Thomas Stenzel: In-person sessions

We have spent the past two years online in PD sessions that were often based on a speaker passing on information. On occasion breakout rooms might have been used to offer opportunities for discussion in small groups, however, there were many variables at play that influenced how well those went. Comfort, trust, and familiarity with the topic or with the other participants in a group, all seemed to be more acute issues when focused through a screen.

It has been my observation at conferences over the past six months that when opportunities arise for people to meet face-to-face during workshops or conferences, it is the conversations between participants that create the most energy whether in a session or in the hallways or at coffee breaks. Sessions that allow people to participate actively are better attended than those that are just presenting information, even if the topic is relevant and interesting.

In this digital age, there is an endless supply of recorded sessions that are available online for any topic you choose to research that you can watch and listen to and glean from at your own leisure and pace. When attending something online you can do other things if the session is not grabbing you, or you can just leave. This is much harder to do if you are in a live session that you registered for, traveled to, and are now sitting with others in a room with only one exit.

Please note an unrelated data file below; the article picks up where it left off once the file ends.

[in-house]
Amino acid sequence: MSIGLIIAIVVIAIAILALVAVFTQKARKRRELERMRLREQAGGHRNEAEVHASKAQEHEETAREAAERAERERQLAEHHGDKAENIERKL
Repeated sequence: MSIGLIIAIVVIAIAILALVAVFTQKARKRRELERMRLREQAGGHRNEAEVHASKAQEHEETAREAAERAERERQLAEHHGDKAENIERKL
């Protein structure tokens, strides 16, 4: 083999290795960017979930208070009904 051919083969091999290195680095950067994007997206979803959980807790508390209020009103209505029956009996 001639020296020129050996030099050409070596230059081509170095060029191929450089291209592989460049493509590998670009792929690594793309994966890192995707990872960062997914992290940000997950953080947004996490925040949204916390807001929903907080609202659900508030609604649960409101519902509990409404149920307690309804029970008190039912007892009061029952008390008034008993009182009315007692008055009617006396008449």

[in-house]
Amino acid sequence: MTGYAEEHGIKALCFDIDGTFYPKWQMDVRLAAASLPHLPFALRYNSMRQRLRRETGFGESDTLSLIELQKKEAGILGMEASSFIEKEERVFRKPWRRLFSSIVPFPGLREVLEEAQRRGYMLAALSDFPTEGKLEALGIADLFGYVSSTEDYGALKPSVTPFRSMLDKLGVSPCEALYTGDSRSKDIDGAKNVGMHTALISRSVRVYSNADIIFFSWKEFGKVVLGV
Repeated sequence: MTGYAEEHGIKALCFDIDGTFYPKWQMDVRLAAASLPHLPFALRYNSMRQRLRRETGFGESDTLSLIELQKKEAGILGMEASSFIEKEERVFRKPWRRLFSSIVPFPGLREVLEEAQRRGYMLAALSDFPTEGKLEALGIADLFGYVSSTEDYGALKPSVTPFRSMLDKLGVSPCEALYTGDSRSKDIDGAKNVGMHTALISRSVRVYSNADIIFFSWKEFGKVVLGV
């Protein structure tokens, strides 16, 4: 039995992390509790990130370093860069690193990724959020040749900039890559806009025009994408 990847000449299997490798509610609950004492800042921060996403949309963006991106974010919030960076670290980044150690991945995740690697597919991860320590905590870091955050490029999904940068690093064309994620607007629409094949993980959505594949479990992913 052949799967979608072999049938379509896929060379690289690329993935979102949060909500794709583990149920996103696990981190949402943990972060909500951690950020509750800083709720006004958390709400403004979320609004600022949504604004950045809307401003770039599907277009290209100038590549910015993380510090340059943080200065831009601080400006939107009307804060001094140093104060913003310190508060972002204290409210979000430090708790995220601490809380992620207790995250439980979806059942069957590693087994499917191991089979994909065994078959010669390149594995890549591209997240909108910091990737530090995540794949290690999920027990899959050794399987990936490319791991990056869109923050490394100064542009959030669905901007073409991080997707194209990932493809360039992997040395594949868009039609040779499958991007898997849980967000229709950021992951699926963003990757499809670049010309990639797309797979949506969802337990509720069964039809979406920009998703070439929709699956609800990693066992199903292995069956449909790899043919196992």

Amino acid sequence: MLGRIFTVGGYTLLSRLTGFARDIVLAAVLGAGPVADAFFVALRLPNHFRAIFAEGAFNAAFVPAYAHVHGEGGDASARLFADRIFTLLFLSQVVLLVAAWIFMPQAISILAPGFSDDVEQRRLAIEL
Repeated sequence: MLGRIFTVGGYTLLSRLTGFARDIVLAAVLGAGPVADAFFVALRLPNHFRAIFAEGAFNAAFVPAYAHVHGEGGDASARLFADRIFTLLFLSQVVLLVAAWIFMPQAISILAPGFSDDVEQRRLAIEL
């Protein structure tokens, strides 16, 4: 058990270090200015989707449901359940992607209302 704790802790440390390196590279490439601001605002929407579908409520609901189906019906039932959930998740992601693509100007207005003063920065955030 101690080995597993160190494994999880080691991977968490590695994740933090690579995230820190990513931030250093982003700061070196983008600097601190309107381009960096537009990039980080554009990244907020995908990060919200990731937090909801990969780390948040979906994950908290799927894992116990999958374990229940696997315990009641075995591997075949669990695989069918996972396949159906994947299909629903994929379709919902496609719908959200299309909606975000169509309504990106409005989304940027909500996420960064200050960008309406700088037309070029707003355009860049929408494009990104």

In discussions about how conferences are in this “post-covid” time, many colleagues have mentioned the added value of face-to-face time they themselves have experienced or have observed in other delegates at conferences. Within sessions, it was noted that when well-structured sessions provide focus and opportunity to co-construct the understanding of what is being presented or shared, participants were more engaged and had more ‘takeaways’.

Lexie Tucker: Opening Plenary

After 2 years of getting most of our entertainment through binge-watching shows on Netflix, I was eager to attend the QPAT Convention Keynote Speaker last Thursday night. While there is something to be said for watching shows while cuddled in your coziest pajamas, feeling the energy of a live audience heightens the viewing experience. It’s true what they say; laughter is contagious, and nowhere was that more true than watching Rick Mercer deliver his comedic perspective in person surrounded by hundreds of fellow educators.

Mercer’s talk strayed from his usual political satire to focus more on personal reflection as he shared anecdotes and insights from his life. Mercer described his process for writing his most recent book, Talking to Canadians: A Memoir. Since writing a memoir was unfamiliar territory to Mercer, he did what many of us do when trying to do or learn something new; he googled it. Writing a memoir was one in a series of unknowns the comedian has embraced in his life.

Embrace what you don’t know. This was a theme of Mercer’s talk; he described several instances in his past when he agreed to opportunities even without fully understanding what he was getting himself into. Mercer stated he wouldn’t be where he is now if he had not been willing to embrace what he didn’t know. He also expressed gratitude towards his high school drama teacher who encouraged his creativity by pushing him to write a play.

Mercer finished his talk by saying that although he has spent the better part of his life thinking about what it means to be Canadian, he still doesn’t have an answer but that he is thankful to be one.

Sylwia Bielec: Spotlight on the Arts